Equipment Financing Myths

The financial markets and financing in general have changed because of the recession. Doing ‘business as usual’ has tightened up quite a bit. Understanding the playing field will help complete your financing requests more quickly and dampen some of the frustrations during the process. There are myths and misconceptions regarding the approval process and new ones that have popped up with the changing landscape require some clarification. Let’s take a look.

Top 6 Equipment Financing Myths Busted

Myth 1: Lenders are not lending anymore; only perfect credit gets the money.

This is not true; though the lender market, which is the total number of institutions making loans, has shrunk in the U.S., many still operating have not drastically altered their lending criteria. The same underwriting guidelines are still in place; it’s just that now, underwriters are being more thorough in their background audits and reviews. Time in business, bank accounts, income, and trade sources are all verified carefully to ensure everything is true and accurate.


The real issue is that since so many companies have had substantial operating losses with diminished sales, they are not getting approved due to poor performance. When things were improving, they got fast approvals with good rates, but with declining financials, they either got rejected or a conditional approval with higher rates due to the increased risk. This scenario falls back on the nature of lending: rate and approval equal risk.

Myth 2: If my bank rejects me, so will everyone else.

That is not true; banks have specific guidelines they operate under. The U.S. banking system is the most regulated in the world; subsequently, flexibility with an individual client or business isn’t there. If your bank rejects you, then you can apply directly with a finance company or with the captive finance the vendor offers. Finance companies and captive lenders are motivated to get the equipment into your hands and approve your request because they don’t get paid unless you get approved, so the motivation is there. They also operate under less stringent guidelines; if your credit is imperfect, you can still get approved. Moderate credit will require paying more interest, but at least you can proceed with your business plan. It’s up to you to determine if the additional interest expense is offset by the additional revenues your equipment will generate.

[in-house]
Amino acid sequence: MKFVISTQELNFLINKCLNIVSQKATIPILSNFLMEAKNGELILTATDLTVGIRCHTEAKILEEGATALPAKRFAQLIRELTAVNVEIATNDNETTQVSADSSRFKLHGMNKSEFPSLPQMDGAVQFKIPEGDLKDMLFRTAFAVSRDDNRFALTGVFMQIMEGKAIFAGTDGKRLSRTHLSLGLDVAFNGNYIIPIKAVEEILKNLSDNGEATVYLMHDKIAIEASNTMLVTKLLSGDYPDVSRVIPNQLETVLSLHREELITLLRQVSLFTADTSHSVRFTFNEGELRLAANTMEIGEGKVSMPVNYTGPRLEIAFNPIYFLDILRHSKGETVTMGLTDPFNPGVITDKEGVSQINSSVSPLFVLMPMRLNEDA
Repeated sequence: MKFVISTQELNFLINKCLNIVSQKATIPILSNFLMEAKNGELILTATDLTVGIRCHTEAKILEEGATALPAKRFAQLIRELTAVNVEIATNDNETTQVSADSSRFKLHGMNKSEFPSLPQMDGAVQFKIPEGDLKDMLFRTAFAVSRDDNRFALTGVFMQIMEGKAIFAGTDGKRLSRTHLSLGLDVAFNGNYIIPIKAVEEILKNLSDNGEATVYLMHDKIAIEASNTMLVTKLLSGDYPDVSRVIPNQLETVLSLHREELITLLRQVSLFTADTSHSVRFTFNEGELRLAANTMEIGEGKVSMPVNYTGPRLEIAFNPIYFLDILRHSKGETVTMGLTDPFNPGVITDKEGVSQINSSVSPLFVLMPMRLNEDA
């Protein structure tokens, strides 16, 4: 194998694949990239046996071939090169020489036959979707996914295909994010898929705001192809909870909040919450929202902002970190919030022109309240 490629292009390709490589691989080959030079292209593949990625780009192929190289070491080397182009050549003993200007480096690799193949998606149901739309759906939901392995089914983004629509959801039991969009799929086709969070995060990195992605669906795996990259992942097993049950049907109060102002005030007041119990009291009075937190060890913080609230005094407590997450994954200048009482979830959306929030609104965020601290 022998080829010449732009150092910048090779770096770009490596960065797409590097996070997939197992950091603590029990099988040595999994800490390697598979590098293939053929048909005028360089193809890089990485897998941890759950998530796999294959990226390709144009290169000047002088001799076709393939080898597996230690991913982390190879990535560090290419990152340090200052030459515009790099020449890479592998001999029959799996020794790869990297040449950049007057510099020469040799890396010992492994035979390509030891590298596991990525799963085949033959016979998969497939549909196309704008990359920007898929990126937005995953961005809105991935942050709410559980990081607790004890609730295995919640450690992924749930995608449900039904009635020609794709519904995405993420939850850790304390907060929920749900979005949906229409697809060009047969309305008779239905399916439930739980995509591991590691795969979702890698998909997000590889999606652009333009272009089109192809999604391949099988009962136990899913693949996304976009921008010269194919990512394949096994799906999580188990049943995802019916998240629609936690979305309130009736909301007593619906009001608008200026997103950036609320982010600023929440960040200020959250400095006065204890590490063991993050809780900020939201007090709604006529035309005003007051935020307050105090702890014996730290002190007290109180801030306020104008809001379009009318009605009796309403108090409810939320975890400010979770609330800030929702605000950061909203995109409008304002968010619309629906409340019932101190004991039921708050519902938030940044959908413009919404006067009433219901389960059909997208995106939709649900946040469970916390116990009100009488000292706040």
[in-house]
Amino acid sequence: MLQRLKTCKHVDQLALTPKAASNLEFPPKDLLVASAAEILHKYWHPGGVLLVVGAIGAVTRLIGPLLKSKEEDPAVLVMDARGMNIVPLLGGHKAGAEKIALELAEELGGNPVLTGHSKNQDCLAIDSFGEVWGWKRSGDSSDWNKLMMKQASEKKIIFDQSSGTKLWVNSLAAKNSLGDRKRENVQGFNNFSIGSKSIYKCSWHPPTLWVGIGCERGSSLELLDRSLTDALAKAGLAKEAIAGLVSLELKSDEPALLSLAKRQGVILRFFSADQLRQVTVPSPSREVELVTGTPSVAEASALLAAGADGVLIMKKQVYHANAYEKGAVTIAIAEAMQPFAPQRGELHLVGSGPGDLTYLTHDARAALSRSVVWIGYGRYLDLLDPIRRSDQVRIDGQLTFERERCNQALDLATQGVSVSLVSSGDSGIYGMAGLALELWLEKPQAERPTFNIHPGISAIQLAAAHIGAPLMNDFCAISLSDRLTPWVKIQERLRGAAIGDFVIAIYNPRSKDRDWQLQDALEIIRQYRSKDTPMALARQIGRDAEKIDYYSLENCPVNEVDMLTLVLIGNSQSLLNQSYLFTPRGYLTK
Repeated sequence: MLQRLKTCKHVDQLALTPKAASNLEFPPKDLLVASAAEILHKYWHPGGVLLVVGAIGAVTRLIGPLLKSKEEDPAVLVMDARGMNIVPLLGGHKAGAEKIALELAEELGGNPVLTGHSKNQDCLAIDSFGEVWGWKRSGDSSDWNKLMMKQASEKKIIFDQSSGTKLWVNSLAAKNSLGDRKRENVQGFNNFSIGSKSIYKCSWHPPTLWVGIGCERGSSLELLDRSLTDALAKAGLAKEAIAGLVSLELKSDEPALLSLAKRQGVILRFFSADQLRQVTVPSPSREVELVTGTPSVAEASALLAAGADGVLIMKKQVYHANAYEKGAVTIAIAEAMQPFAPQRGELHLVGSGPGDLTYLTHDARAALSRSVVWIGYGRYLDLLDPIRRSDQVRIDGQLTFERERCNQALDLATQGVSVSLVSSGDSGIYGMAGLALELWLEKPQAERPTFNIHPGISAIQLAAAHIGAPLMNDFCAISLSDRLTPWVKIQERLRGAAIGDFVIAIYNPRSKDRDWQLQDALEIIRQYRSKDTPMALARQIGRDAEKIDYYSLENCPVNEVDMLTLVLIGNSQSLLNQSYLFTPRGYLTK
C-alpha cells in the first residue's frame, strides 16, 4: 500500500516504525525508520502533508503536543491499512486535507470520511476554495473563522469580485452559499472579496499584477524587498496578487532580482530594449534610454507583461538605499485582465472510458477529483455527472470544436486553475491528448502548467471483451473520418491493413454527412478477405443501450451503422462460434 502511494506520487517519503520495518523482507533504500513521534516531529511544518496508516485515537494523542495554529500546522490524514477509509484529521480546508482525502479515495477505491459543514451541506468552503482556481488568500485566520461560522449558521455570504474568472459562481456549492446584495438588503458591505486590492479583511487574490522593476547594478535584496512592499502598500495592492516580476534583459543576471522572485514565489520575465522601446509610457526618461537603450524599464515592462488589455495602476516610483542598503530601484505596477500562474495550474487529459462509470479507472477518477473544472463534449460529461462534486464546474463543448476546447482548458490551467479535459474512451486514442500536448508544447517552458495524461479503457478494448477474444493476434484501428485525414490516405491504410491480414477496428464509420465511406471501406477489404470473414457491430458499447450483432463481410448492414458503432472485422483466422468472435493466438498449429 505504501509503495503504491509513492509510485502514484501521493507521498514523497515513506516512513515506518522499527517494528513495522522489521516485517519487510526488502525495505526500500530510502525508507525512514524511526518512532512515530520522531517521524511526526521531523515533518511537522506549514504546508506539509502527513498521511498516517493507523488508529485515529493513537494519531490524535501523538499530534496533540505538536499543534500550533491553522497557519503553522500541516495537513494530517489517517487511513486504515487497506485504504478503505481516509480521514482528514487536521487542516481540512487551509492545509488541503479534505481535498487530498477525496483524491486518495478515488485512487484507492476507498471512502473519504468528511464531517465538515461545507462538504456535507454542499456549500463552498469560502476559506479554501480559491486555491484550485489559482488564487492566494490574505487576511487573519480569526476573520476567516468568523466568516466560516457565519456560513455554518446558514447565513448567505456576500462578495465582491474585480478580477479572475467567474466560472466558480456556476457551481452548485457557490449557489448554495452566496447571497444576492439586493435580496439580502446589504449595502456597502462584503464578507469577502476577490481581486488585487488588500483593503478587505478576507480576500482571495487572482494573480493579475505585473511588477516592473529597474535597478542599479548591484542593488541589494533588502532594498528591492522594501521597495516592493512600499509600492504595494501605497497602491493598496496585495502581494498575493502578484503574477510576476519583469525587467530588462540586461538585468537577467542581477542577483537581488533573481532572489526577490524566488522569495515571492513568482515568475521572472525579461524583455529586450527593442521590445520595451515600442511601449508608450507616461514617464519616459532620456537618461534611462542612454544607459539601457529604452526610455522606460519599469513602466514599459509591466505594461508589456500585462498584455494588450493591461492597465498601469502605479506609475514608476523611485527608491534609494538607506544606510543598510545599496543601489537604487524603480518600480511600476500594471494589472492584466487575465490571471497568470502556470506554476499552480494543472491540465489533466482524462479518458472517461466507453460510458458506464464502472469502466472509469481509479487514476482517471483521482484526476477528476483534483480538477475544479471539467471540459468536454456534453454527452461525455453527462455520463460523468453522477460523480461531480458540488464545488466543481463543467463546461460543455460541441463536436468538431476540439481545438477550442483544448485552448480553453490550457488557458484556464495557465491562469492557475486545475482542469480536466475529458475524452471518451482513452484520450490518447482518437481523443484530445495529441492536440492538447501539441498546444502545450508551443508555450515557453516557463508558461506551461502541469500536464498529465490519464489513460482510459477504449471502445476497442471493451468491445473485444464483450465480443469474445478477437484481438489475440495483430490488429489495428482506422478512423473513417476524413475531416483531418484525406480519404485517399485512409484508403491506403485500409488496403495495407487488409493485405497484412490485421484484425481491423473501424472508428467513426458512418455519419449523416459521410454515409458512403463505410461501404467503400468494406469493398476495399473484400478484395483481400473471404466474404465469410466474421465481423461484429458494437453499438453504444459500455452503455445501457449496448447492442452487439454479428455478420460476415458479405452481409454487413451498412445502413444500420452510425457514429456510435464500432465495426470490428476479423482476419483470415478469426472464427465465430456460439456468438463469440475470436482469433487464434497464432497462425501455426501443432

Myth 3: Underwriters are just looking for problems with my credit to reject me.

Underwriters are tasked with accessing risk and, if they approve the finance, ensuring that it will be paid back in full. Determining risk is their job, and finding impeding issues is what they focus on. If you are concerned and have not reviewed your credit report in the past three months, you should request a copy before submitting your application. You can get a free copy of your credit report from the three main credit bureaus (Experian, Equifax, and TransUnion) once every 12 months.

Review your credit and Dunn and Bradstreet report, ensure accuracy, and correct mistakes immediately. This allows you to clear up issues before anyone reviews your history. Dealing with matters after the underwriter has begun their process is not as effective since your file is now “pending” and does not receive the same priority. Underwriting wants to approve your request, but your business and history’s current snapshot must make sense, and the risk is acceptable for that particular lender’s guidelines.

Myth 4: All leases are 100% tax-deductible.

Wrong! Finance companies promote this in their rhetoric and marketing, but all leases differ. Different states have other guidelines, but in general terms, only operating or fair market value leases are tax-deductible. These leases are structured so that if the lessee wants to keep the equipment at the end of the term, they have to pay a current market value of that asset as determined by the lender. If the lender presents the lease’s market value start, then it isn’t a fair market value lease. This area can be complex in accounting terms, but be aware that not all leases are tax-deductible. If this is the main buying point for you, check with your accountant before signing your contract because the IRS has defined standards on what constitutes a ‘true’ lease.

Myth 5: It’s better to use my bank than the vendor’s financing.

That is not always the case. Business owners should consider captive finance companies (offered by equipment vendors) instead of their local commercial banks. The primary advantage of working with a captive finance company is industry knowledge; the staff understands the industry and the equipment being financed. They can advise you about the best type of finance structure for your business based on the equipment. The purpose of captive financing is to boost sales volume for the affiliated equipment company while making careful underwriting decisions. The captive finance company has more incentive to make the deal happen than your local bank, and where there is motivation.

The financial markets have changed due to the recent recession, but many basic lending principles still apply. Understand the players and thoroughly prepare your financial documents so that you are likely to get fast approval at the best rates. If your business has had a downswing, evaluate whether it is worth getting a higher-rate lease or loan or wait until your business stabilizes again before adding more debt.

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I work for WideInfo and I love writing on my blog every day with huge new information to help my readers. Fashion is my hobby and eating food is my life. Social Media is my blood to connect my family and friends.
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